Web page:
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Eugene Kaspersky, CEO of Kaspersky Lab. Photo: Joern Pollex/Getty Images

Kaspersky Lab released a third-party research report Tuesday arguing that the U.S.' publicly announced logic behind a federal ban on Kaspersky's wares is based on a faulty understanding of Russian law.

The big picture: Kaspersky has been locking horns with the Department of Homeland Security and lawmakers after both independently banned Kaspersky software from government systems. The third-party report, written by Professor Kaj Hober of Uppsala University, Sweden, is part of a transparency offensive meant to counter the reputational hit.

Details: The public reasoning for the U.S. ban is that Russian law would allow Moscow to seize data from Kaspersky with no recourse or oversight.

  • That's a big deal for antivirus companies, because modern antivirus programs frequently upload suspicious files to the cloud for analysis. On federal systems, that may mean sensitive or classified files.
  • According to Hober, that argument doesn't hold water. Hober writes that Russia can only grab data from telecommunications firms, companies that distribute information or chat apps, and Kaspersky is none of those.

But, but, but: The public reasoning is not necessarily the only reasoning. Several media reports claim Russia has used Kaspersky software in a more hands-on approach to espionage — converting the feature that searches for malware into a feature searching for classified documents.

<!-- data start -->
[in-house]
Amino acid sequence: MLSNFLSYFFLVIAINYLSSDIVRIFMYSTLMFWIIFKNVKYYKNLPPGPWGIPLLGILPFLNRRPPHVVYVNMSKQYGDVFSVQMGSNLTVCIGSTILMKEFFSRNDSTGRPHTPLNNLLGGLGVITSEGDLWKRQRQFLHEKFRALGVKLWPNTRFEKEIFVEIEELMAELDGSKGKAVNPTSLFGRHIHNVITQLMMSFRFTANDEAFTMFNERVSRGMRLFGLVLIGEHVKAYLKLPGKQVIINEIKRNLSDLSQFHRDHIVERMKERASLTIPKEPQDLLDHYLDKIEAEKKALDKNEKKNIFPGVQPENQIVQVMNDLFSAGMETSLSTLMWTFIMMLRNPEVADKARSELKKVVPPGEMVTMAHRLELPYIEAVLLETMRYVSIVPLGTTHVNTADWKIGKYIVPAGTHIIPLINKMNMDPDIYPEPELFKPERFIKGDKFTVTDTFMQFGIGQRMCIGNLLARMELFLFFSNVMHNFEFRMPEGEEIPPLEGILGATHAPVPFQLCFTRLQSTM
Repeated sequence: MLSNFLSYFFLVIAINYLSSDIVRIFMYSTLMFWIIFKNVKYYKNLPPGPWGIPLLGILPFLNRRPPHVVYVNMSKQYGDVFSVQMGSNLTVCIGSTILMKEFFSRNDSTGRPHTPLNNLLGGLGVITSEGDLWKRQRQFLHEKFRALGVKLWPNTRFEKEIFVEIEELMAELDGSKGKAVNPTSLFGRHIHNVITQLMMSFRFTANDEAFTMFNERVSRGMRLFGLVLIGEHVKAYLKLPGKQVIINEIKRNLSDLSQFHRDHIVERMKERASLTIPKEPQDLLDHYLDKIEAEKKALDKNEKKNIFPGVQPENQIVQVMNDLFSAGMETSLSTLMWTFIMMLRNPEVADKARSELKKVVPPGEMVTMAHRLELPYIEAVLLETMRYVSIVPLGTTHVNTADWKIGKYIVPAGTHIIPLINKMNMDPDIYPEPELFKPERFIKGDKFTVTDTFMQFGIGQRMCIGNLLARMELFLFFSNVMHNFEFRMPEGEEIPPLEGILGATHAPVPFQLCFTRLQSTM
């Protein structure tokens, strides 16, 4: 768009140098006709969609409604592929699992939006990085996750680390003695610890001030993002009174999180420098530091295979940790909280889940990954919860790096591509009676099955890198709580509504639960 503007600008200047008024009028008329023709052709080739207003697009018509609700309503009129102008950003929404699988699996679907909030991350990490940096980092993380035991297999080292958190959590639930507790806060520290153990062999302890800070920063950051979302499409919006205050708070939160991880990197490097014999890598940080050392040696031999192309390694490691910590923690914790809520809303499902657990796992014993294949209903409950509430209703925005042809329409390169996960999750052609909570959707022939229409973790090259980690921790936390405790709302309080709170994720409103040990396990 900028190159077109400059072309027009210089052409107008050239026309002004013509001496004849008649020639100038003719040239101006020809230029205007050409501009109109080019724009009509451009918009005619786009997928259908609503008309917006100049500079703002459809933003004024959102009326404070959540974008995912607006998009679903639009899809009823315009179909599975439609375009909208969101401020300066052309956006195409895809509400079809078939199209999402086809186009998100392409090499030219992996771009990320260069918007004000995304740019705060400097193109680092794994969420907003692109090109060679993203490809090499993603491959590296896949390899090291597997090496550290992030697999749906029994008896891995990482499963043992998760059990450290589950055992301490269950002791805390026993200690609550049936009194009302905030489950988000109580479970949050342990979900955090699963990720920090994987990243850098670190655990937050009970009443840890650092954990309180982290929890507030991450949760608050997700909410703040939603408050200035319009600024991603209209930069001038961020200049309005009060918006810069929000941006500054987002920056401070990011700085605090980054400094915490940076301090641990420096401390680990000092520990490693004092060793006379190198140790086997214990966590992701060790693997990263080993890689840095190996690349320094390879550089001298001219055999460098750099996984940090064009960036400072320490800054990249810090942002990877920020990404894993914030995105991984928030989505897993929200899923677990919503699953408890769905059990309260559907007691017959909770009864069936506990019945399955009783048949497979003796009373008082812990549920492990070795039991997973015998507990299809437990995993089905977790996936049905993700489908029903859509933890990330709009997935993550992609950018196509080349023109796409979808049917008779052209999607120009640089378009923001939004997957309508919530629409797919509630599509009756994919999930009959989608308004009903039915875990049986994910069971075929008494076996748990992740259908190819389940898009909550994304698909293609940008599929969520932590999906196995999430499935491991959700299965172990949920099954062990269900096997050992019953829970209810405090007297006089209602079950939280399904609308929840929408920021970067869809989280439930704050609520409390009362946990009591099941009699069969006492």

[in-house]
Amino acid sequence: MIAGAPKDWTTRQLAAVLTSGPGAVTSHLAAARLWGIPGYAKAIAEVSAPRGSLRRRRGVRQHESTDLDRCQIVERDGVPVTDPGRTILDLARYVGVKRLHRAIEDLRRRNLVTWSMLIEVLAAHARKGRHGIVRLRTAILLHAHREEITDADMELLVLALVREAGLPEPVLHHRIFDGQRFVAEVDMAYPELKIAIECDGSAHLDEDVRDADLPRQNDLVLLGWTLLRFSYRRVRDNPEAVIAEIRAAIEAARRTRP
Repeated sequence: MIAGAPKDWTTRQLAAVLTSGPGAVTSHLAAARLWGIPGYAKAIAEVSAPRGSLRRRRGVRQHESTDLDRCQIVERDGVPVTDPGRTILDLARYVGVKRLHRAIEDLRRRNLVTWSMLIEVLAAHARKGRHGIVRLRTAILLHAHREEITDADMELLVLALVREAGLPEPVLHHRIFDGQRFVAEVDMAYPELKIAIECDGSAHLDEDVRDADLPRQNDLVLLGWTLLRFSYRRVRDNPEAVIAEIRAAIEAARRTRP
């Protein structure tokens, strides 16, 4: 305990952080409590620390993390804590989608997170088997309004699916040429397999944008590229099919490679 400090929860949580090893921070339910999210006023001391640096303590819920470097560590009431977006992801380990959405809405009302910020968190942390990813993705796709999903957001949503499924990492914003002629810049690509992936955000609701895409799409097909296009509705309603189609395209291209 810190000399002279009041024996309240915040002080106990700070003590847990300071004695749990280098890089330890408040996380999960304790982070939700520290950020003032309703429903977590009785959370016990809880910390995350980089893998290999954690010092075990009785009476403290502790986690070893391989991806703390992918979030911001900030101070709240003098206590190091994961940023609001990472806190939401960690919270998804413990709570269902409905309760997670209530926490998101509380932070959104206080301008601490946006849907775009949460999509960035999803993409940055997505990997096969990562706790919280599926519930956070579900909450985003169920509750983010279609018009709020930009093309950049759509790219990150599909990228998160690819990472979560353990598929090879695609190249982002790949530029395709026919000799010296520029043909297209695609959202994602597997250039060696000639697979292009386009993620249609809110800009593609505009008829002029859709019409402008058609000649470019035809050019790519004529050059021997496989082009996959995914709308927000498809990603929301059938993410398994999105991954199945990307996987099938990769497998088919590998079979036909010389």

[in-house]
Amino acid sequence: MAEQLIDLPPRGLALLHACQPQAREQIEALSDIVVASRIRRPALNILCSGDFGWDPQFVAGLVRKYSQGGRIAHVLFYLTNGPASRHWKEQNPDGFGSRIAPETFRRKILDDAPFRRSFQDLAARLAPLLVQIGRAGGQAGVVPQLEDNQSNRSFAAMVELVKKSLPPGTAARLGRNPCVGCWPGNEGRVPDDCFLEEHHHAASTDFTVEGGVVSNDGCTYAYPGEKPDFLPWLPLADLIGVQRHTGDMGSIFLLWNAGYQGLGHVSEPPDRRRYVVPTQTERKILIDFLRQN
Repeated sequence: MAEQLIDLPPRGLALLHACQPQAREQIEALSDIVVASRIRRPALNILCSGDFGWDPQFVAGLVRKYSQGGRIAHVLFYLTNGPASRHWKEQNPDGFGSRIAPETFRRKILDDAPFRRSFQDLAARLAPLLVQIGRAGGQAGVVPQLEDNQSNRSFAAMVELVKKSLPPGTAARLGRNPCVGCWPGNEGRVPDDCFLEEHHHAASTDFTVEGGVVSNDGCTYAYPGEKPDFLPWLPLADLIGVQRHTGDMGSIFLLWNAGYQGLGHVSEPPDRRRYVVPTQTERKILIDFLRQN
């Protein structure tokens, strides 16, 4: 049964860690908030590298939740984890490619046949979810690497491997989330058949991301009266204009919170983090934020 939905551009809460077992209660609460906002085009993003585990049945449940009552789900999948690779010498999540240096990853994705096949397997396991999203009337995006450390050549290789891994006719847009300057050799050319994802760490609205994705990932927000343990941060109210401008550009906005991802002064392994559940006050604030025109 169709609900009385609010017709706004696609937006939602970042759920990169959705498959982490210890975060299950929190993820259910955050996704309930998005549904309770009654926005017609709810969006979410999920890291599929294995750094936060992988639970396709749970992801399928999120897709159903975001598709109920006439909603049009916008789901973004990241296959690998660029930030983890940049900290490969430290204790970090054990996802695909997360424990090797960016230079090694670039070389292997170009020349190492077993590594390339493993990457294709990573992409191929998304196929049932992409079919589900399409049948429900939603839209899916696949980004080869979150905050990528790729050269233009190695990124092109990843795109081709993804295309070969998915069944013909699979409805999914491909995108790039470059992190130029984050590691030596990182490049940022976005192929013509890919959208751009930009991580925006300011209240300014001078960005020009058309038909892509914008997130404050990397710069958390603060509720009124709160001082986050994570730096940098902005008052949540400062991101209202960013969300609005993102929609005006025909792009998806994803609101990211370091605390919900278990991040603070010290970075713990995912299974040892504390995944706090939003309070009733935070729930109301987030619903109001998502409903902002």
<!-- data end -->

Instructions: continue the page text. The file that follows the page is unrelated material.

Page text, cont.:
The Department of Homeland Security did not immediately respond to a request for comment.

Go deeper

Updated 21 mins ago - Politics & Policy

Arizona Republicans censure Cindy McCain and GOP governor

Combination images of Cindy McCain and Gov. Doug Ducey. Photo: FilmMagic/FilmMagic for U.S.VETS/Michael Brochstein/SOPA Images/LightRocket via Getty Images

Arizona Republican Party members voted on Saturday to censure prominent GOP figures Cindy McCain, Gov. Doug Ducey and former Sen. Jeff Flake (R-Ariz.), who've all faced clashes with former President Trump.

Why it matters: Although the resolution is symbolic, this move plus the re-election of Trump loyalist Kelli Ward as state GOP chair shows the strong hold the former president has on the party in Arizona, despite President Biden winning the state in the 2020 election.

Updated 4 hours ago - Politics & Policy

Coronavirus dashboard

Illustration: Eniola Odetunde/Axios

  1. Health: Most vulnerable Americans aren't getting enough vaccine information — Fauci says Trump administration's lack of facts on COVID "very likely" cost lives.
  2. Education: Schools face an uphill battle to reopen during the pandemic.
  3. Vaccine: Florida requiring proof of residency to get vaccine — CDC extends interval between vaccine doses for exceptional cases.
  4. World: Hong Kong puts tens of thousands on lockdown as cases surge — Pfizer to supply 40 million vaccine doses to lower-income countries — Brazil begins distributing AstraZeneca vaccine.
  5. Sports: 2021 Tokyo Olympics hang in the balance.
  6. 🎧 Podcast: Carbon Health's CEO on unsticking the vaccine bottleneck.

DOJ: Capitol rioter threatened to "assassinate" Alexandria Ocasio-Cortez

Supporters of former President Trump storm the U.S. Captiol on Jan. 6. Photo: Kent Nishimura / Los Angeles Times via Getty Images

A Texas man who has been charged with storming the U.S. Capitol in the deadly Jan. 6 siege posted death threats against Rep. Alexandria Ocasio-Cortez (D-N.Y.), the Department of Justice said.

The big picture: Garret Miller faces five charges in connection to the riot by supporters of former President Trump, including violent entry and disorderly conduct on Capitol grounds and making threats. According to court documents, Miller posted violent threats online the day of the siege, including tweeting “Assassinate AOC.”